Napoleon and British Song

Napoleon and British Song 1797-1822
(War, Culture and Society, 1730-1850)

by Oskar Cox Jensen, Basingstoke

Palgrave Macmillan, 978-1-137-5538-0, Hardback £49.99, e-book £30.99.

The appendix of Cox Jensen's Napoleon and British Song lists 382 songs from the period 1797-1822, and shortly after, that he regards as being connected with Napoleon.  This huge number is indicative of Napoleon's importance in popular British culture at the time.

This book explores popular British social attitudes during the Napoleonic Wars.  The introduction gives the academic background, while Chapter 1 explains contemporary popular song culture.  The meat of the book is in Chapters 2 to 4 which give details of songs and the attitudes they reflect, in chronological order.  Chapter 5, about song in Newcastle, is something of an appendage.

Drawing on examples from all over the British Isles, including some in Gaelic (Irish) and Welsh, Cox Jensen examines 'loyalist' songs, songs more sympathetic to Napoleon, and songs with no direct connection but which indicate attitudes to war.  It seems that loyalist songs originated predominantly in London, often as deliberate propaganda by people in authority.  The author is well aware that songs have a tune as well as words, and gives numerous examples of loyalist songs so badly written that they would have been impossible to sing.  This would help explain why they have disappeared.

Songs sympathetic to Napoleon were written for a number of reasons.  Many Irish people saw him as a potential liberator, despite the fact that an atheist was hardly the man for Catholic Ireland.  In Britain war disrupted trade and brought poverty, while peace merely added soldiers and sailors to the ranks of the unemployed.  Fear of France brought political repression as well, and in opposing Napoleon Britain embarrassingly allied itself with Catholic and autocratic Austria, Portugal and Spain.  Cox Jensen suggests that Napoleon was a focus for discontent, a way of attacking British policy and British social conditions, as much as a real person; and that many loyalist songs were attempts, largely unsuccessful, to counter critical attitudes.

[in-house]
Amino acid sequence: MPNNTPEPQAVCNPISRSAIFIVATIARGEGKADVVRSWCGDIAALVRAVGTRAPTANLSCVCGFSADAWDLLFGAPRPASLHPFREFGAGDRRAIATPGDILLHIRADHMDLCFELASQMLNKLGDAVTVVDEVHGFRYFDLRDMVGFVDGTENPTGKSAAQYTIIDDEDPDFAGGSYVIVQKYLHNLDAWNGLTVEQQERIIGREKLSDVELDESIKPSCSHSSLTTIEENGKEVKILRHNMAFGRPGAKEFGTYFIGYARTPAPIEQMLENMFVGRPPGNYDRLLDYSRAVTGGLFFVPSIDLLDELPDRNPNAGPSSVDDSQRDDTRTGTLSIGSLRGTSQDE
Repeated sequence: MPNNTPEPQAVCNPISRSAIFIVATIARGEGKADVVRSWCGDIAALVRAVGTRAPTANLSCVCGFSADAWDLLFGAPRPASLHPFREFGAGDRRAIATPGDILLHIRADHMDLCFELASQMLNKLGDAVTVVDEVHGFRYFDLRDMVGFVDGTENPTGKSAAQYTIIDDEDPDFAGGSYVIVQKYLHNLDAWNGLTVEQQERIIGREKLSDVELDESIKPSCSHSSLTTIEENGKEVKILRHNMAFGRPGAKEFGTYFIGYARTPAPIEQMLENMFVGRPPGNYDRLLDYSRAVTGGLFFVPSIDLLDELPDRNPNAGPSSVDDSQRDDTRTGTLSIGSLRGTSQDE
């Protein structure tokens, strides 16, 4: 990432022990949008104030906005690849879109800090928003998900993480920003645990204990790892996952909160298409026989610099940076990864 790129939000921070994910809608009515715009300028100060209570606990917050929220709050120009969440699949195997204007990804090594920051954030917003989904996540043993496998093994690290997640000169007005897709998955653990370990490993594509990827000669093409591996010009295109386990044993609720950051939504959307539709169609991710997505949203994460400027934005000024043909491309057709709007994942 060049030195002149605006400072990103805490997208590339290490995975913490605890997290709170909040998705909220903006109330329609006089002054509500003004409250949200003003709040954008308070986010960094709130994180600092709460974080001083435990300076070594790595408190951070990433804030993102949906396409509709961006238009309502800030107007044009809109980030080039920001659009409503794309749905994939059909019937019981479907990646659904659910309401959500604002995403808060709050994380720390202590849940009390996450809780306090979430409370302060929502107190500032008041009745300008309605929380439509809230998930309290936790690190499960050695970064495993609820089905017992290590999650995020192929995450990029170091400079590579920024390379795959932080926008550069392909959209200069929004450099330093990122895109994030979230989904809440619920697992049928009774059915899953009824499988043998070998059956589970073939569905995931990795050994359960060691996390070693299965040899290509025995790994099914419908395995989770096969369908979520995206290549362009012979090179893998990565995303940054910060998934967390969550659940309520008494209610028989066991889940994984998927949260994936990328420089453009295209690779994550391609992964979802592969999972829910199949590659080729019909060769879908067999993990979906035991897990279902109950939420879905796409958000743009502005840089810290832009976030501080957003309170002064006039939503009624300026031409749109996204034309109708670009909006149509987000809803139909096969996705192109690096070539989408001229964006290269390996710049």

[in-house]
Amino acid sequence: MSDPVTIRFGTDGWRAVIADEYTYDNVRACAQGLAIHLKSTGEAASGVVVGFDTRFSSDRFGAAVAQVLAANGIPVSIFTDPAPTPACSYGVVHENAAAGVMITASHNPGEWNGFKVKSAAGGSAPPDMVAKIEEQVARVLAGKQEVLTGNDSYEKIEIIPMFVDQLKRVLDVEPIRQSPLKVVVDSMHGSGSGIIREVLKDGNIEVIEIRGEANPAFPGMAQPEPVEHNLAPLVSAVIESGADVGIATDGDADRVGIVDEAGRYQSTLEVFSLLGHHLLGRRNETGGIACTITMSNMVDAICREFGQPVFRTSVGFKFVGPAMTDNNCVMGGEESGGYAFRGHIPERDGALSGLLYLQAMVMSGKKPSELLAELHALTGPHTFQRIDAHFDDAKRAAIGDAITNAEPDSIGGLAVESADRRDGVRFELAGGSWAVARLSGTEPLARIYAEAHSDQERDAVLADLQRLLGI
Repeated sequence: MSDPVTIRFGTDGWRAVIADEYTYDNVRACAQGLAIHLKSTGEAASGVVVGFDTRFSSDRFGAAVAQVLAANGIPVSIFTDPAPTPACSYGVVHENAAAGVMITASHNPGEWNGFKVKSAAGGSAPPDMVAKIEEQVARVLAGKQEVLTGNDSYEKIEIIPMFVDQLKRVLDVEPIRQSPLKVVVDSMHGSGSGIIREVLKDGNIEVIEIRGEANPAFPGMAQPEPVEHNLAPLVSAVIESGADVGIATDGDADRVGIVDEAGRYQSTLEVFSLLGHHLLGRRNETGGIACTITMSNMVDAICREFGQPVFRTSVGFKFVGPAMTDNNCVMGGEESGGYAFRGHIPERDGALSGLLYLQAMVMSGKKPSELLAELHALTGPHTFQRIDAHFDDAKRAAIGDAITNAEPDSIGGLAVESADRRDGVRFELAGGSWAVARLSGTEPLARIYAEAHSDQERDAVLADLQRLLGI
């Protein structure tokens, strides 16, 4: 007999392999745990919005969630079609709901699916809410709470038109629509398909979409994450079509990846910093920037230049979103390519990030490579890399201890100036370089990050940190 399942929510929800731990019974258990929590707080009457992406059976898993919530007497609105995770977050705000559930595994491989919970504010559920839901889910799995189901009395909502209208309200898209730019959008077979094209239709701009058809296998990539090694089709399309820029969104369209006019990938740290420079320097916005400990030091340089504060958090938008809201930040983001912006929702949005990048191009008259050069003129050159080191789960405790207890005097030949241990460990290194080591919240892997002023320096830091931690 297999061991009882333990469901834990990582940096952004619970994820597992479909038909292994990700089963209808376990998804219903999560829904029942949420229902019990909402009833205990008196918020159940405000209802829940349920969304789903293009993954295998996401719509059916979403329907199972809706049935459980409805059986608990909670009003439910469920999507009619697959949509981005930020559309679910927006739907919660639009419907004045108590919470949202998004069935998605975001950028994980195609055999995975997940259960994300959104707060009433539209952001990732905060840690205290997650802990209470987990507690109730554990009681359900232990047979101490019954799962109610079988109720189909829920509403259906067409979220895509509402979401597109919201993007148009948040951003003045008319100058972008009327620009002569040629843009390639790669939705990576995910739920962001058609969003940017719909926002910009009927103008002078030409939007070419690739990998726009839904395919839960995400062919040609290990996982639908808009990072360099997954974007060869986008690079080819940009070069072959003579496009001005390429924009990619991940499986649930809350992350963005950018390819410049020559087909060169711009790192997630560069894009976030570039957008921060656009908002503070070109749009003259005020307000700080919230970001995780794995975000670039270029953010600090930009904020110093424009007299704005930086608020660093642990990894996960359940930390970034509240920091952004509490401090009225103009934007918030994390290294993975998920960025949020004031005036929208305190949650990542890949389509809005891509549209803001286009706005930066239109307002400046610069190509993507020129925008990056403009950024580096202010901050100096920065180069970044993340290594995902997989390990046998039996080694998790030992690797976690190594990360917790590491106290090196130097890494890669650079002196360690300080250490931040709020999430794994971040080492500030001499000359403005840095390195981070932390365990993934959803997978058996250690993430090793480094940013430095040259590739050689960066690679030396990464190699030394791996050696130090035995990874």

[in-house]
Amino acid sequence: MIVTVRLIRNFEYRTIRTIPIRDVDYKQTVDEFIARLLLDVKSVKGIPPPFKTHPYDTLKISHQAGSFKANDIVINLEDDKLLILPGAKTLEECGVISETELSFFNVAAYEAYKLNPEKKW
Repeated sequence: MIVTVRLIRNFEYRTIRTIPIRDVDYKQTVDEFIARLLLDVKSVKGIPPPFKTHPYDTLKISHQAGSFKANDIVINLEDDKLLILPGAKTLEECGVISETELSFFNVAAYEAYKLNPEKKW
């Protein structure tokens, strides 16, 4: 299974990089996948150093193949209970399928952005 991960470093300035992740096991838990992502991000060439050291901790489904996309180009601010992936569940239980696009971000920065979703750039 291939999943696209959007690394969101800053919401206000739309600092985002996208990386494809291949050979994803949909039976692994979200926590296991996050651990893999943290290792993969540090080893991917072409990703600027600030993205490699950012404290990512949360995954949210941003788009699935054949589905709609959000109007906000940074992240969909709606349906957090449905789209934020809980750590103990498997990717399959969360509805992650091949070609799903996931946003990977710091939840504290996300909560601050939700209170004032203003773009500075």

Then there are more general songs, particularly those connected with the loss of young men to the press gang and the recruiting party.  These could be sung about almost any war, but they were popular at the time and indirectly critical of the British government that caused so much separation and loss.  They could also be linked to a very human Napoleon after 1815, separated from his wife and son and 'transported' to Saint Helena.

Cox Jensen divides society and culture into 'polite' and 'popular' (he rejects the word 'folk'), but shows that attitudes to Napoleon do not fit squarely into those divisions.  And while London produced more loyalist songs, and more distant regions, such as northern England and Scotland, more songs sympathetic to Napoleon, we cannot make simple geographic divides, either.  There were conflicting views across classes and locations.  And one thing this mass of data should do is lay to rest the idea that songs favourable to Napoleon all or mainly come from Ireland.  That is manifestly not so.

Cox Jensen acknowledges Vic Gammon's The Grand Conversation published here, as 'the one serious article written specifically on Napoleon in British song' (p 126).  Gammon finds a discrepancy between the contemporary (negative) and subsequent (positive) image of Napoleon in song.  Cox Jensen in contrast suggests that there was very much a (contested) positive contemporary image of Napoleon, though he does say that not one negative song appeared after 1815.  His copious examples show that he is right.

Of the 382 songs listed in the valuable appendix, only 70 have Roud numbers, and five of those are followed by a question mark.  Of these, some have remained popular (such as The Banks of the Nile and The Wounded Hussar) while others have only one Roud entry (Mr Mayor, Roud 8783, collected from Henry Robson, Northumberland, 1814).  One problem with the appendix and the index is that the reader cannot look up a specific song in the text.

The book is admirably proofread; I could only find an extraneous indefinite article.  The writer, however, has a habit of using 'sung' instead of 'sang' (at least four times) and 'begun' instead of 'began'.  Also, it is probably too much to hope these days that such an expensive hardback book would be properly bound, rather than glued together.

Cox Jensen writes clearly and accessibly, making this book a pleasure to read.  He does assume considerable knowledge of history, such as the Coup of 18 Brumaire and the Peace of Amiens, but this does not hamper the less knowledgeable reader, and this is after all a history book, not a song resource book.  It is an essential contribution to understanding a large body of song which has been strangely unexamined, and as such is highly recommended.  There remains the small matter of the £50 price.

Simon Rosati - 30.3.18

(Although the review doesn't mention it, this book was published in 2015 - the 200th anniversary of the Battle of Waterloo.  As it so often happens in this infinitely connected world, Cox Jensen was unaware of Peter Wood's book The Green Linnet : Napoleonic songs from the French Wars to the present day, also published, and reviewed here, in 2015, which would appear to cover much the same ground ... and costs only £12.50!  Ed.)

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